If you are looking for a field of commerce which has steadfastly rejected the march of the digital age, car hire is in a league of its own. Arrive at any airport in the world with an existing credit card booking for a specific grade of car and with an agreed pick-up and return date/time, you could be forgiven for thinking that this should be a speedy affair, but the truth is sadly different.
Aware that car hire firms are universally inept, I deserted Mrs Gray at the baggage carousel and tried to beat the rush to the Avis desk. My strategy was partially successful in as much as I was second in line to be served. But 10 minutes later, two very charming girls were still dealing with one uncomplicated customer ahead of me and a queue of 30 other frustrated individuals had now formed behind me. Passports were scanned, credit cards debited, excess insurance protection proffered and then the endless signing and initialing on bits of paper in a variety of different languages that nobody will ever read. Then we progressed to car seats, portable GPS and how much fuel they wanted in the tank on return before moving on to a the dubious line-drawing of the car on which all the existing scratches, dents and scuffs were marked; All of this before he had even seen that car!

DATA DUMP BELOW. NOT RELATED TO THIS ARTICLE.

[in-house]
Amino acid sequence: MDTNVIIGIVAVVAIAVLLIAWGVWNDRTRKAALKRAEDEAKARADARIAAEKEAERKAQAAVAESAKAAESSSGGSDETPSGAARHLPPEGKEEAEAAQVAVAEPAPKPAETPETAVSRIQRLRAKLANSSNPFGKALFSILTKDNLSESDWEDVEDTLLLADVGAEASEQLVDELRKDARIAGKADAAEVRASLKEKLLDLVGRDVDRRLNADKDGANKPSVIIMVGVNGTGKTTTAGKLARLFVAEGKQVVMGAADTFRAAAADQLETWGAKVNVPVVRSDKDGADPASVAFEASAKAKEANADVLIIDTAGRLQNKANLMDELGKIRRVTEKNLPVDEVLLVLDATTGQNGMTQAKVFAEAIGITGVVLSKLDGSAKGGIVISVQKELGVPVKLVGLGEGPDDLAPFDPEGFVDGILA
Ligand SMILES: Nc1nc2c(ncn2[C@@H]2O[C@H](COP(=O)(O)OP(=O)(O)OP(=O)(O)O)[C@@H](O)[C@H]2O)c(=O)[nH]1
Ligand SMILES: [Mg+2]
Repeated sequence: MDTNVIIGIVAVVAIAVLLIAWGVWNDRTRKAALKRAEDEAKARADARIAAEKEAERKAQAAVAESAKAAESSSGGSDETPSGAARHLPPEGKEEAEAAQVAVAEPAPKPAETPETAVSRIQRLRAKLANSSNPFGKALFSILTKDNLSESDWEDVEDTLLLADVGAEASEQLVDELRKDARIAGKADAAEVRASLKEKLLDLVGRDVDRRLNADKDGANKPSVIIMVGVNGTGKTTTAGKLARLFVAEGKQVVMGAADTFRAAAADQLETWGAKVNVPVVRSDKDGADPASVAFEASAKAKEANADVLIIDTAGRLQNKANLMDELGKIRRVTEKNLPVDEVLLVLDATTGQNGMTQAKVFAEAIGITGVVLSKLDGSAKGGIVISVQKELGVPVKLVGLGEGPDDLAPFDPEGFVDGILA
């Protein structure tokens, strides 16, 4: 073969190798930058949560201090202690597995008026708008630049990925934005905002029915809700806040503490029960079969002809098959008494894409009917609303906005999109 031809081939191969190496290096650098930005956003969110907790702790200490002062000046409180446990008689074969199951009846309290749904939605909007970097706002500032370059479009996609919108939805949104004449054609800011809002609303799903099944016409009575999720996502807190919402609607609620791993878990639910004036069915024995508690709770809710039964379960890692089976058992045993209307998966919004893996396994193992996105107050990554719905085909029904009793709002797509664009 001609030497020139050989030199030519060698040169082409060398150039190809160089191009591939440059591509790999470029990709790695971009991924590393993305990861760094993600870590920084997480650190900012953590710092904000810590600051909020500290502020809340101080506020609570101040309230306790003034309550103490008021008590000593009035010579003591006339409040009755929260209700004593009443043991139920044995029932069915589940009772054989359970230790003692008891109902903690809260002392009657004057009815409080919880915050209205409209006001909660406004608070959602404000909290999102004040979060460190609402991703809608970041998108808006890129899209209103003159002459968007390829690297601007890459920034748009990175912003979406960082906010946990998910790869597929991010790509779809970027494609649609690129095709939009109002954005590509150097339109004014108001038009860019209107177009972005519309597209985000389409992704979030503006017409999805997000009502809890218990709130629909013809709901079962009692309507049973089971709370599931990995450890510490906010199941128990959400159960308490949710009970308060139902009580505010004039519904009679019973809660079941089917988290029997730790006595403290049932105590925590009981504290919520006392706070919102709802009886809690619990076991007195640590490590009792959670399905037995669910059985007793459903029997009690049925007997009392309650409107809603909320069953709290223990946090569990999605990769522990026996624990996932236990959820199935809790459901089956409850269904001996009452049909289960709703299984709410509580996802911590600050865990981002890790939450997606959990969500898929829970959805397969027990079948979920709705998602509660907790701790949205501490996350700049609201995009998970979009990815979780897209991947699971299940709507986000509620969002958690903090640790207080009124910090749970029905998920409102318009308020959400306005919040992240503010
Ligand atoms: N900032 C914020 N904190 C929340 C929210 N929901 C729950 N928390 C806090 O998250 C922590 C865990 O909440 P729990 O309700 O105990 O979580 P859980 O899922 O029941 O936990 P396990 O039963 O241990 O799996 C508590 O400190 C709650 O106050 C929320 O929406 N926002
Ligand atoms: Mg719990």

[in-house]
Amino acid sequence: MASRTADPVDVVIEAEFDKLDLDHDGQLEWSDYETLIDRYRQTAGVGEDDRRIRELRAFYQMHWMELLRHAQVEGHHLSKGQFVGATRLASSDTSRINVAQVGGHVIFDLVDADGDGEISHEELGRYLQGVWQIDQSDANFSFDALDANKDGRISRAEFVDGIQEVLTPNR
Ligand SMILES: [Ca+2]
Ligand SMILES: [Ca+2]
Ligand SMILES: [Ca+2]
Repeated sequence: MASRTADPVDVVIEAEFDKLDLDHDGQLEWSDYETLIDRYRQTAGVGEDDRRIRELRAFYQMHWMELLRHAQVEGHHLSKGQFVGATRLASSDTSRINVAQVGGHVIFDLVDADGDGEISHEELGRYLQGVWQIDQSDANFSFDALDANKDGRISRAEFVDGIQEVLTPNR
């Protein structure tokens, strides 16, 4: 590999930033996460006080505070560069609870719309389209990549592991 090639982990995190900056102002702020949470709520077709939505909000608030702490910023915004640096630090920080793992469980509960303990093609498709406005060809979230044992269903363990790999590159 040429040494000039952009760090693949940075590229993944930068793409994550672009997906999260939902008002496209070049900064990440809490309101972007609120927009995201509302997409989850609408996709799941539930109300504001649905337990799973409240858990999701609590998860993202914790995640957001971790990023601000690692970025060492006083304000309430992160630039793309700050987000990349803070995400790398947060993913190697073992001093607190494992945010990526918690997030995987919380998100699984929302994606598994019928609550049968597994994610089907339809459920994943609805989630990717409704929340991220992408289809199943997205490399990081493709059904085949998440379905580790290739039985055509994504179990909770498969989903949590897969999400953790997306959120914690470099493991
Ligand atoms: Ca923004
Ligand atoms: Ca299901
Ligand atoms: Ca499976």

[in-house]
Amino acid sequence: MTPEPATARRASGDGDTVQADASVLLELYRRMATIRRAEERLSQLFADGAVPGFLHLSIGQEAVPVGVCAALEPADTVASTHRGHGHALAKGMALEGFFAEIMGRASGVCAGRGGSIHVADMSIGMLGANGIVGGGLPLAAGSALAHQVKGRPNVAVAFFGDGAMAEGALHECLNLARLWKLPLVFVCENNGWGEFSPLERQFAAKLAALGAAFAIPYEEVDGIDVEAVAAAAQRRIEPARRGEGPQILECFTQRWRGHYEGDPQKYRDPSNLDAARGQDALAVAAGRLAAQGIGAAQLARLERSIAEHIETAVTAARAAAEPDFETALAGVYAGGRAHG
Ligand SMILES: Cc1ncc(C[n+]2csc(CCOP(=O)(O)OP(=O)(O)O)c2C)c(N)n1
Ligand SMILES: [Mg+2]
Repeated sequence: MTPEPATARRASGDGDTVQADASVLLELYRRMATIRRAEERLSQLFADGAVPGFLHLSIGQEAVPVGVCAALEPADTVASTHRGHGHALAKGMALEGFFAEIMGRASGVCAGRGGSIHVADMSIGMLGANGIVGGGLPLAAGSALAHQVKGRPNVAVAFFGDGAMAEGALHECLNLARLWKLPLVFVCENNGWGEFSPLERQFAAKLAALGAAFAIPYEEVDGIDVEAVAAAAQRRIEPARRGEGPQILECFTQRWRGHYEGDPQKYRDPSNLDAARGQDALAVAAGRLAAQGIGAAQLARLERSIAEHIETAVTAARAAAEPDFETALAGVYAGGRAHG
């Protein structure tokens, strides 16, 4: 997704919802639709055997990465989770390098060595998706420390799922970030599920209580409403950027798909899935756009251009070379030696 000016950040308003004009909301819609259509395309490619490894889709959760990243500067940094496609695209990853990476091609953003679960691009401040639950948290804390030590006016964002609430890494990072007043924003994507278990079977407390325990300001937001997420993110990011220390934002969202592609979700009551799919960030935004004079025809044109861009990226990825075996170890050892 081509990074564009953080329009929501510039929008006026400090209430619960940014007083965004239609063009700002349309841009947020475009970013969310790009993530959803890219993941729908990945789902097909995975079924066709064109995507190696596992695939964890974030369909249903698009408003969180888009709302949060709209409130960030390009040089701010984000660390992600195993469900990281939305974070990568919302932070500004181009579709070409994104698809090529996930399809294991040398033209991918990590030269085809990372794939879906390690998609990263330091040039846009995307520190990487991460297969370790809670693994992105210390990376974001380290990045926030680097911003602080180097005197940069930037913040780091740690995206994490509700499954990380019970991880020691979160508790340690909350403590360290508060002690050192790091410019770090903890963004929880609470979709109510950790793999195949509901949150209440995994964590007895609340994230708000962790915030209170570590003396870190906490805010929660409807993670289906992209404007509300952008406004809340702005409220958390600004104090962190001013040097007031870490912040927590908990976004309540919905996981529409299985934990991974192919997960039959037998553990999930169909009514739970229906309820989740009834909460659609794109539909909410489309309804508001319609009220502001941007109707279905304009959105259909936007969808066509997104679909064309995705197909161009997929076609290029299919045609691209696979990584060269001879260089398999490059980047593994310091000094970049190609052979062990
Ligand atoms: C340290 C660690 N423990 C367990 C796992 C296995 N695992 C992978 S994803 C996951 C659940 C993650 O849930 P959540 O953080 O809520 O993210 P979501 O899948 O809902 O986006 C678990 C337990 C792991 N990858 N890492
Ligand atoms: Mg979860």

Anyone bold might want to venture into this overcrowded space with a venture that I would suggest be named “Keys Please.” All of the time-wasting faff that takes place at the airport could surely be scanned and sorted at the point of booking allowing for fewer staff and greater efficiency. Standing in a line waiting to pick up your car, you have to remind yourself that you are on holiday and you are not going to get wound up whilst all you really want to say is “it is 2016, for heaven’s sake sort yourselves out!”
One of the goals I set myself in my fiftieth year was to do something exertional for charity and, after some research, I have found a worthy activity I can do from a seated position!